The fourth assignment in my newest experiment, Word Press’ Blogging 101 class, is to write a post for my ideal audience. My immediate reaction was, “There is no such person; I do not have an ideal audience.”  I might be able to come up with three or four persons, some of whom might like the recipes, others might enjoy the travel posts, and another group might react to comments on the environment, international politics, and sundry controversial topics.  Finally, a few, perhaps more, might relish the occasional poetry pieces.  After all, my haiku posts attained more readers than I ever expected.  The challenge then might be to write a post combining several of these but how?  Here we go on another adventure.

My idea reader would enjoy literature, especially the serious and more especially literature from other countries and cultures, like to eat hot foot from diverse cultures, travel to other places besides here and Europe, care about the environment, follow international politics, and, even though not previously mentioned, like horses, prefer the country to the city, and enjoy a wide variety of music.  Do such individuals exist?  Where are they and how do I find them?

Here is my first attempt at covering at least two of these topics:

Last summer, as former followers know, I traveled with friends to Ethiopia for three weeks via Dubai.  Because I love the stuff, I brought back an entire kilo of berbere.  Mine follows the special recipe of my Ethiopian friend’s mother.  She had it made special just so we could bring it home.  Actually there were three kilos in my bag but only one for me.  My new favorite salmon recipe involves the use of berbere.  Unlike some, hers is more rich and spicy rather than really hot.  This will serve one to two, just increase the amount of all the ingredients to suit the number of people you plan to feed.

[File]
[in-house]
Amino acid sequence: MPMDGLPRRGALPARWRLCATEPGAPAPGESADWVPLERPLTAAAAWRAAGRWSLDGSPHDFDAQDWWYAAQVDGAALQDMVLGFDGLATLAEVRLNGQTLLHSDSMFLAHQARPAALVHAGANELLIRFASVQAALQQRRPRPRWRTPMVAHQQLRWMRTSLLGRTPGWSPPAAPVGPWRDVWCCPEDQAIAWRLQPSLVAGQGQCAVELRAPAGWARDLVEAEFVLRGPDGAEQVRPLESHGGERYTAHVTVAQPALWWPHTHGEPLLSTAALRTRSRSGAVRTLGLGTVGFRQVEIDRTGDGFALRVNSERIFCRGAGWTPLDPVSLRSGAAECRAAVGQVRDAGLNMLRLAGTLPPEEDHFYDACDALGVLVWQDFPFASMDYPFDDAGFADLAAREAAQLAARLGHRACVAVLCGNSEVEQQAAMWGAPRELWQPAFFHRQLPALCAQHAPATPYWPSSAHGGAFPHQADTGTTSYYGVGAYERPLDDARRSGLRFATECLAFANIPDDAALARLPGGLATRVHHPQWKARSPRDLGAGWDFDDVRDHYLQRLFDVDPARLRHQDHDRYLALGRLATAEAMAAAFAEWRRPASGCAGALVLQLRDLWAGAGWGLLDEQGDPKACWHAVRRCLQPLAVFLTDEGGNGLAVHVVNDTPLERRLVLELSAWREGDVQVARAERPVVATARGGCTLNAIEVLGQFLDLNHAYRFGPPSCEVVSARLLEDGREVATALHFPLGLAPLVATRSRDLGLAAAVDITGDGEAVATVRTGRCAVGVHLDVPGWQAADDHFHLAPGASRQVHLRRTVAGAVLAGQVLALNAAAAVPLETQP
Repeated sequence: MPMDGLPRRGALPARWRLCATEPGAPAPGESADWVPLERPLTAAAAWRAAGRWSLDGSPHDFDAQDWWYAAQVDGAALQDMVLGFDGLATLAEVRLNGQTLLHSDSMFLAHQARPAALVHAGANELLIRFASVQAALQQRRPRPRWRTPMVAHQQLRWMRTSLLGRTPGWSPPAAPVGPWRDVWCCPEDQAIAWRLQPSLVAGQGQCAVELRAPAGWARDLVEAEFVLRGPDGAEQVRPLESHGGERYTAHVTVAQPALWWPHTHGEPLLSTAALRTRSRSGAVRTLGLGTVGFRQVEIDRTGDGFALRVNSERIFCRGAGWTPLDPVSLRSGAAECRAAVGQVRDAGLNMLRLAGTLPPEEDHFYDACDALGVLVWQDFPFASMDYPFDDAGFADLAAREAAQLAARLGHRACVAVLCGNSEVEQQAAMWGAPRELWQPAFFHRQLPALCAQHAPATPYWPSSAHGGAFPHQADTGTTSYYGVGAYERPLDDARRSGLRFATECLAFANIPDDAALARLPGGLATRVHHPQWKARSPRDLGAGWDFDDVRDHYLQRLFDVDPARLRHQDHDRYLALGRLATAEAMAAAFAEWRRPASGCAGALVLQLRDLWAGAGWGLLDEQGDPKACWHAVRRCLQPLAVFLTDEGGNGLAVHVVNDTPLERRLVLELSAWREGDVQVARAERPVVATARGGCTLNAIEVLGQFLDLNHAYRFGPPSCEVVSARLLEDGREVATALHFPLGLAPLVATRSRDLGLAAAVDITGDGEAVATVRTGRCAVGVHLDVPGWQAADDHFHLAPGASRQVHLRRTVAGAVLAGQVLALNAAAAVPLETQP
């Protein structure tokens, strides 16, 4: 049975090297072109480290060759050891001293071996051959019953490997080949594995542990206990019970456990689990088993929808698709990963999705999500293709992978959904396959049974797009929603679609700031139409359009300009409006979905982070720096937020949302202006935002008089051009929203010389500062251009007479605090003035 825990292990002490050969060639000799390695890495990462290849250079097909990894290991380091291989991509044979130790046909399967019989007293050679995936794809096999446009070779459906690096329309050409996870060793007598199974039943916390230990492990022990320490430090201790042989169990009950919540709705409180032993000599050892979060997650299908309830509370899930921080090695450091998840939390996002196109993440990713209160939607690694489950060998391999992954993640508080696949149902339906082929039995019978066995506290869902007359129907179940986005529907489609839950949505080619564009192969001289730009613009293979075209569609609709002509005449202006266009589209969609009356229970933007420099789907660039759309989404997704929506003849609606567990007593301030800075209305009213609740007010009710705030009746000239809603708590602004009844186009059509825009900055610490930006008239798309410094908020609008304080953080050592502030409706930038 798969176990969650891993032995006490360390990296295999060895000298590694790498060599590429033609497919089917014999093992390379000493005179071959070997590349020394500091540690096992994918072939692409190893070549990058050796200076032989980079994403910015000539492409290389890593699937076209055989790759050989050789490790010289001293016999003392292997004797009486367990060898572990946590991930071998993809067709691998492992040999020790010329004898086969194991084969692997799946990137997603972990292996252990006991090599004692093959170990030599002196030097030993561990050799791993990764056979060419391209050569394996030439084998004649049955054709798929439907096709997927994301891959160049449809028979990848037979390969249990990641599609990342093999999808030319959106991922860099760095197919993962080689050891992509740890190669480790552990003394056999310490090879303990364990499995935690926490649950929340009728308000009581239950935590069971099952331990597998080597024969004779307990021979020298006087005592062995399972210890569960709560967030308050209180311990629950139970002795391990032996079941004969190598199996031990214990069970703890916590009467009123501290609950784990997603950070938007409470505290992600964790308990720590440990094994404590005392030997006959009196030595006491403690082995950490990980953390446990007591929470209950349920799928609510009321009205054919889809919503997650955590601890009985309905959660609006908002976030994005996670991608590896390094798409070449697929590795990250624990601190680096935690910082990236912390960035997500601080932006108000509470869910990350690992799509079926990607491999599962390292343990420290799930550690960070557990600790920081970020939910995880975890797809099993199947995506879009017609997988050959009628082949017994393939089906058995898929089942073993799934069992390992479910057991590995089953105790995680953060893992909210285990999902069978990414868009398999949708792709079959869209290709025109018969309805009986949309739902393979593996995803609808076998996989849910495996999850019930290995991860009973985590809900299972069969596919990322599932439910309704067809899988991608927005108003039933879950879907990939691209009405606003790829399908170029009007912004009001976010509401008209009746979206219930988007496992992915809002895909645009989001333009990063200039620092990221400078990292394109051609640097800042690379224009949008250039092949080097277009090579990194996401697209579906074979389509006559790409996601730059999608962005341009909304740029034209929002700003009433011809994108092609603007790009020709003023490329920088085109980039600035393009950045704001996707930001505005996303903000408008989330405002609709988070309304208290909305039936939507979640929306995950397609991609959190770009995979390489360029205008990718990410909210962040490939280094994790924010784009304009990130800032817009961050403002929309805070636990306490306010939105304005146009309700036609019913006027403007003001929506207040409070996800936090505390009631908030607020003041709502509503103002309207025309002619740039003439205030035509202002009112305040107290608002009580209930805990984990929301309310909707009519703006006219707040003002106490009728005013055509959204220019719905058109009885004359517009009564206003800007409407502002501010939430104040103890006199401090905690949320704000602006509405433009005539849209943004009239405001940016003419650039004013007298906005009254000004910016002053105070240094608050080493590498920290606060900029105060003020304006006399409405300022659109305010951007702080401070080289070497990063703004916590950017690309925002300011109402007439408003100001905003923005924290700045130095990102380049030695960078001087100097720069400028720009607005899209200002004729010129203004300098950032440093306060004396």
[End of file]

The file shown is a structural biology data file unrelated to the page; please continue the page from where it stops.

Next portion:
1-2 portions wild sockeye salmon–you could use any type of course

4 medium to large brussel sprouts, coarsely chopped

1/2 purple onion chopped coarsely

Several broccoli florets

1/2 ripe bell pepper, seeded and chopped

Olive oil

Berbere

Cover the bottom of a skillet with olive oil.  Add onions and sauté until translucent.  Add the brussel sprouts and sauté until nearly tender.  Add the peppers and broccoli.  Sprinkle a light layer of berbere over all the vegetables as you cook them.  Stir occasionally.  Add the salmon, skin side down.  Sprinkle berbere over the salmon so the salmon is covered but only lightly.  You can add more to taste.  Continue cooking until the salmon flakes.

I serve this with rice.  The rice in the photo is basmati.  See previous posts for the special way I cook rice.  Sometimes I vary the vegetables using poblano peppers, carrots, Swiss chard–whatever I happen to have or feel like eating at the moment.  Pick what you like.

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This, honestly, is nothing like real Ethiopian food in part because I do not have teff and do not know how to make injera.  The photo below shows me and friends in a restaurant in Gonder, Ethiopia, in my idea of food heaven.

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Rye Bread with Cardamon and Golden Raisins


Every year for so many years I fail to recall, I have made this bread during the holiday season.  Why then, I have no idea because the bread is not just for winter or anything in particular.  It makes three loaves and a good present; maybe that was the original reason.  It also takes more time than ordinary bread; I usually have time off during this season.

2 packages yeast

1/2 cup warm water

1 1/2 cups light cream or evaporated milk

2 cups unsifted, unbleached flour

3 eggs

2/3 cup sugar

1 cup butter, melted and cooled

2 tsp. fresh ground cardamon

1 cup golden raisins

1 cup milk

2 cups rye flour

1 cup whole wheat flour

3 – 3 1/2 cups unbleached flour

In a large bowl dissolve yeast in water. Stir in the cream or evaporated milk.  Add the 2 cups flour; beat until smooth.  Cover and let rise in a warm place until doubled.  Stir in the eggs, sugar, butter, golden raisins, and cardamon.  Beat until smooth.  Add the milk and rye flour and stir until combined.  At this point using a dough hook makes it easier.  Add the whole wheat flour and enough of the unbleached flour to make a stiff dough.  Sprinkle remaining flour onto a board or granite counter top.  Knead until smooth.  Oil a large bowl, place dough in bowl and turn to grease both sides.  Let rise until doubled.  Punch down and work into a smooth ball.  Divide into three equal portions.  Place in three pans of your choosing (I use one regular loaf pan and two cake pans).  After dough has risen to double in size, bake in a 350 degree oven.  While loaves are still hot, brush with butter.  Allow loaves to cool before removing from the pans.

This bread is especially good with Swiss cheese or other similar cheeses and makes a tasty left over turkey sandwich.